The objective of the Swachh Bharath Mission (SBM) or Clean India Mission of the Indian Government is to eliminate open defecation in India through installation of toilets and triggering of behavioural change by 2019. The problem is most daunting in isolated communities with poor WASH infrastructure and local agencies with scarce resources. In India, tribal communities, living near forests and along mountain ranges are among the most isolated, which means that the study of the impact of WASH (water, sanitation and hygiene behaviour) and the effectiveness of local agencies responsible for public hygiene in such communities is pertinent for our research query. Thus, this working paper presents the results of a study of 20 villages located in two districts, Nilgiris and Jalpaiguri, in two distinct Indian states - Tamil Nadu and West Bengal respectively. The central research question is: What is the role of WASH infrastructure and capabilities and local agencies in containing the incidence of excreta related diseases in isolated rural Indian communities? A novel multi-level model is developed and estimated and further validated through focus research groups. It confirms that disease incidence is jointly determined by the quantity as well as the quality of WASH. The role of agency seems to matter more at village level rather than at the household level.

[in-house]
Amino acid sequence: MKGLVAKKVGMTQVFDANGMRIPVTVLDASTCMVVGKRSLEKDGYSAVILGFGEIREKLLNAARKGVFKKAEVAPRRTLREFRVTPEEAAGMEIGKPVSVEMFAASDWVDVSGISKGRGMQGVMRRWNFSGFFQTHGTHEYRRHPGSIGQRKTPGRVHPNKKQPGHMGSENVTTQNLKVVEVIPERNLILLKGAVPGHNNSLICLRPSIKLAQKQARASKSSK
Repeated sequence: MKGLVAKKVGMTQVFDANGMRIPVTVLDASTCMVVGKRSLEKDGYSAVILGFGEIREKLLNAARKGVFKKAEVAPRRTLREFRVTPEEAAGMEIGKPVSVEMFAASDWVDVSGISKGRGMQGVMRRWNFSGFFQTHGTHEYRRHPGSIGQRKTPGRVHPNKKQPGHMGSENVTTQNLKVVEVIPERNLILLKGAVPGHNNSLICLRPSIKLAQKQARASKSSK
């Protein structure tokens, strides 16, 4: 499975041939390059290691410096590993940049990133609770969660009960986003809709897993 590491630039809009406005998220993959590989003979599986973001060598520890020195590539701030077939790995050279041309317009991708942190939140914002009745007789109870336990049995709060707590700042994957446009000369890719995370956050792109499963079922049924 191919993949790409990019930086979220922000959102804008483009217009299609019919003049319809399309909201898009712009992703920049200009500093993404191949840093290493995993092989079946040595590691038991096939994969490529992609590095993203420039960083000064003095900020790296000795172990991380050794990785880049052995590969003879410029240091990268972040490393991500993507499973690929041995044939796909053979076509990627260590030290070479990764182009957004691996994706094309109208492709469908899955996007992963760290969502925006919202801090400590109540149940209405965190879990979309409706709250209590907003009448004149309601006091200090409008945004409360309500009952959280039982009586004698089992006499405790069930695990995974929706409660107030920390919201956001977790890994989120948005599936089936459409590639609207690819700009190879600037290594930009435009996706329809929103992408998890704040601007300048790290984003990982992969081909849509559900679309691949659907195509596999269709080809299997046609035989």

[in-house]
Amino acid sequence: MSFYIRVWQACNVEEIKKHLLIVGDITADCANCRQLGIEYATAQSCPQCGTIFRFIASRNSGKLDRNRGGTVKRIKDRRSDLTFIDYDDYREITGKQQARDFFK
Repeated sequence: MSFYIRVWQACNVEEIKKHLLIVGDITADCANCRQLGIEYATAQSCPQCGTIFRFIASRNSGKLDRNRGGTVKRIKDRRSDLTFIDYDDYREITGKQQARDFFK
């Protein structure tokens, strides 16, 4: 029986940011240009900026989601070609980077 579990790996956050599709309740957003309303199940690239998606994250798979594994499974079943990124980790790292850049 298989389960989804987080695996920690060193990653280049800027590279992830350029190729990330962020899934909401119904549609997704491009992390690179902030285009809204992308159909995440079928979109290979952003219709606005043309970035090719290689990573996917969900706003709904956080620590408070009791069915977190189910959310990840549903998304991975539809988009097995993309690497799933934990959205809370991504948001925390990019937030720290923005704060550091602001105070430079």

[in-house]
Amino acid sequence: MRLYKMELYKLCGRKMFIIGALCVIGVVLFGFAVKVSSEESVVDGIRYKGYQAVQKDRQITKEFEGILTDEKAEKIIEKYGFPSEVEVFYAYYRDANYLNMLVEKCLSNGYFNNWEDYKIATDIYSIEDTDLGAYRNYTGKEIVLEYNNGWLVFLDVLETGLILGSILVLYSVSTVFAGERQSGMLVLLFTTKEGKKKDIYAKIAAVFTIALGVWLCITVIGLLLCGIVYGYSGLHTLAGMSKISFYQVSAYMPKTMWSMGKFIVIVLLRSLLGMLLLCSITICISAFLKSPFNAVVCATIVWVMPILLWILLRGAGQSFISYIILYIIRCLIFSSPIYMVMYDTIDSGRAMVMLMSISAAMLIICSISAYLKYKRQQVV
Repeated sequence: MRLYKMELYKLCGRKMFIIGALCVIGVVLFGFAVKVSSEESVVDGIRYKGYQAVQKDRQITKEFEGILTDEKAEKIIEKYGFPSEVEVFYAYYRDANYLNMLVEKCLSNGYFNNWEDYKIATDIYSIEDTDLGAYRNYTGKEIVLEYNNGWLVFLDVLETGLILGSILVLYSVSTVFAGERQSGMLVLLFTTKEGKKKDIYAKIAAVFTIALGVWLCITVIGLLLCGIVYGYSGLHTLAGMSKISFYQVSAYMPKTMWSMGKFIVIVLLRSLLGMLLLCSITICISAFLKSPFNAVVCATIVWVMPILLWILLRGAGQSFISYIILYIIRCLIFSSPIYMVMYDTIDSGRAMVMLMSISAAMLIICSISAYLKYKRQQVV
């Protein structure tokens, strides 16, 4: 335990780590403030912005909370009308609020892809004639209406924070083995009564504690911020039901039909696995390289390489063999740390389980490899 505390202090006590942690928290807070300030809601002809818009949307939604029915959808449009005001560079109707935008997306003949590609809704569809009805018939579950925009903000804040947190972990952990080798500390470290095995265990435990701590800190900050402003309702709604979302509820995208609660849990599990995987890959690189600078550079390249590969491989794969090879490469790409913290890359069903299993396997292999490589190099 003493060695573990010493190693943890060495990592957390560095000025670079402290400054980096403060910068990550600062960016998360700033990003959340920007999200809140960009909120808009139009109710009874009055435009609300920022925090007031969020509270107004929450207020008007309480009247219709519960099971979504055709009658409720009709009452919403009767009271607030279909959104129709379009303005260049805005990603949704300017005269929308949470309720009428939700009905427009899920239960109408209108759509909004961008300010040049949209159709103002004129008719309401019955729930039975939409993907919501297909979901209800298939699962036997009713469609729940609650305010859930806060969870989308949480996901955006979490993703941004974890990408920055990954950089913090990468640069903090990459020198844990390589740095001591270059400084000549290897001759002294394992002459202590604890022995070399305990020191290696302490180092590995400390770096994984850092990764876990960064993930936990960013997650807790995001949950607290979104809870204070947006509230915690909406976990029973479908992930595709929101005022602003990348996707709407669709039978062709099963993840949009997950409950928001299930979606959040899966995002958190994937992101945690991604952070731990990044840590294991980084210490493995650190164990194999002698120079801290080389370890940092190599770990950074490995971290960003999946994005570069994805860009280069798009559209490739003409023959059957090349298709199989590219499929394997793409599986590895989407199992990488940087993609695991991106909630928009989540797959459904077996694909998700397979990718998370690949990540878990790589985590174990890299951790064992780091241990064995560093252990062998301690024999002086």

|Publisher||UNU-MERIT working papers|
|Publication status||Published - 8 May 2017|
- i12 - Health Production
- i15 - Health and Economic Development
- i18 - "Health: Government Policy; Regulation; Public Health"
- o15 - "Economic Development: Human Resources; Human Development; Income Distribution; Migration"
- o18 - "Economic Development: Urban, Rural, Regional, and Transportation Analysis; Housing; Infrastructure"
- Public Health
- Health Policy
- Economic development
- Social Innovation
Ramani, S. V. (2017). Role of WASH and Agency in Health: A study of isolated rural communities in Nilgiris and Jalpaiguri. (020 ed.) UNU-MERIT working papers. http://www.merit.unu.edu/publications/wppdf/2017/wp2017-020.pdf